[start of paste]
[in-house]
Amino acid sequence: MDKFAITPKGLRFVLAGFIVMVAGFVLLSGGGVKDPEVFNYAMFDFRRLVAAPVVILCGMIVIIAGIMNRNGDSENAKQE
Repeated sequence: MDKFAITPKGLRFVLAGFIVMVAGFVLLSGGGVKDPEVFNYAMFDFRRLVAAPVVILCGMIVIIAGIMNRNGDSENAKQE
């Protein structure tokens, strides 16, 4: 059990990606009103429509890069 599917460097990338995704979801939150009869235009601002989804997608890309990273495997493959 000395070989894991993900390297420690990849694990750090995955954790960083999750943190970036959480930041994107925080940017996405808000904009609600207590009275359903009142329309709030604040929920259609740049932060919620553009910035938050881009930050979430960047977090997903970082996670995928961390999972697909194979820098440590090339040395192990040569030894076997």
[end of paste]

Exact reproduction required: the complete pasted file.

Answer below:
[in-house]
Amino acid sequence: MDKFAITPKGLRFVLAGFIVMVAGFVLLSGGGVKDPEVFNYAMFDFRRLVAAPVVILCGMIVIIAGIMNRNGDSENAKQE
Repeated sequence: MDKFAITPKGLRFVLAGFIVMVAGFVLLSGGGVKDPEVFNYAMFDFRRLVAAPVVILCGMIVIIAGIMNRNGDSENAKQE
């Protein structure tokens, strides 16, 4: 059990990606009103429509890069 599917460097990338995704979801939150009869235009601002989804997608890309990273495997493959 000395070989894991993900390297420690990849694990750090995955954790960083999750943190970036959480930041994107925080940017996405808000904009609600207590009275359903009142329309709030604040929920259609740049932060919620553009910035938050881009930050979430960047977090997903970082996670995928961390999972697909194979820098440590090339040395192990040569030894076997």